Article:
We can take a virtual ride or walk down Burnside Avenue to see how the road diet and bike lane in action. There was positive and negative feedback immediately after the road was repaved and striped, but it has since faded from the news cycle. Bicycle commuters appreciate the bike lanes, and it does result in safer driver behavior. There is still room for improvement – and room for debate. As a car-free bicycle commuter, you might not expect me to say that they deleted too much parallel parking capacity. A functional design is about balancing the design needs – in this case the transportation and safety needs of the road users and the accessibility and car parking needs of businesses. One thing I didn’t see anywhere in the project was the addition of bike parking loops in front of the businesses or at bus stops, something one might expect on a street with new bike lanes. When CT DOT does this the next time, we can avoid making the same mistakes twice.
Route 44 in Hartford (Albany Ave) is an upcoming project to compare to the completed East Hartford Rt. 44 road diet. The Albany Ave. project was proposed as a Complete Streets redesign, but without bike lanes. This busy retail and commercial corridor is currently a high speed commuter traffic sewer through a neighborhood of color. Because of the high speeds, high traffic level, and large number of bicycle and pedestrian users Albany Avenue has the highest pedestrian and bicycle crash rates in the entire Hartford metro region (and perhaps the state). The design proposed will be much closer to a Complete Street, but is inconsistent with the East Hartford Rt. 44 design. Instead of adding in bike lanes, the Albany Ave design widens the sidewalks, assuming that most bicyclists will use the sidewalks instead of braving the street. If I were to make one suggestion for state routes like Burnside Ave and Albany Ave that pass through dense urban neighborhoods and retail districts, it would be to lower the speed limit to 25 mph and design to that speed level. The difference between a 25 mph crash and a 35 mph crash with a vulnerable user is immense relative to likelihood of fatality. The slower speed is also more appropriate for a busy retail corridor. If we aren’t consistent with the design approach, at least be consistent with a neighborhood appropriate speed limit.
Nearby in East Hartford is the latest addition to the East Coast Greenway. This is a welcome segment of multi-use trail connecting Goodwin College and the Pratt & Whitney campus directly to East Hartford’s Great River Park and Downtown Hartford. A bicycle commuter, jogger, or walker now has an alternative to the high speed traffic on Main Street (State Rt 5), and the trail is beautiful. The interface with the Rt 2 off-ramp is much improved over the prior arrangement, but still desperately needs a stop sign to prioritize crossing safety of pedestrians and bicycle users. A stop sign is also needed to reduce the speed of cars entering the directly adjacent school zone.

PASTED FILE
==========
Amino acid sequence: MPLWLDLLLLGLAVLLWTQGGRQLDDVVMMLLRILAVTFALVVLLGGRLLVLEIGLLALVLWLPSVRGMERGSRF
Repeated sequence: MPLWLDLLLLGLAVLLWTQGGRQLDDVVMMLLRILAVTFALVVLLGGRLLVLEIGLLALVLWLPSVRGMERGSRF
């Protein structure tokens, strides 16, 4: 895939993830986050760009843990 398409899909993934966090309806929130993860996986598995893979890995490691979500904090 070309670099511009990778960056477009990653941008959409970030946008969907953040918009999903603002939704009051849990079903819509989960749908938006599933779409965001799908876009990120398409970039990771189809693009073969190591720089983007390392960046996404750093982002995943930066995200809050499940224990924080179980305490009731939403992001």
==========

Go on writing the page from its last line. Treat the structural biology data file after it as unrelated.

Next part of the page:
The path terminates near the intersection of Main Street and Willow. Off in the distance we can see the new P&W engineering building taking shape. After receiving a $500 million state subsidy one might expect P&W to facilitate the connection of the multi-use paths that terminate at both edges of their realm. A multi-use path that follows the curve of Willow Brook and connects into the UConn stadium trail makes all the sense in the world. P&W’s bicycle commuters heading for the new green office building and their many lunchtime walkers would benefit. Unfortunately, that connection is stalled. The junction of discontinuous design and a lack of coordination of adjacent projects is obvious at this Main and Willow Street intersection. We can and should do better.
East Hartford is not alone when it comes to Incomplete / Complete Streets design. Despite the recent (2016) Complete Streets ordinance and zoning guidelines that include bicycle parking, a heavy renovation of Pratt Street (~$500,000) entirely left out bike parking. Pratt Street businesses and patrons have been asking for bike parking for years. Instead of bike parking, the design firm (TO Design of New Britain) installed useless phallic bollards. How is this a Complete Street? What design company would miss the need and opportunity for bike parking on an urban street like this? The City of Hartford now has to go back and remove several bollards to replace them with modified bike parking loops. Fortunately the design overrsight did not preclude a work around fix – but at the cost of time and money to our thinly funded DPW.
This is not the first time that we have looked at recent infrastructure designs with lists of lessons learned and possible improvements. All we can hope is that someone is reading and taking notes, right?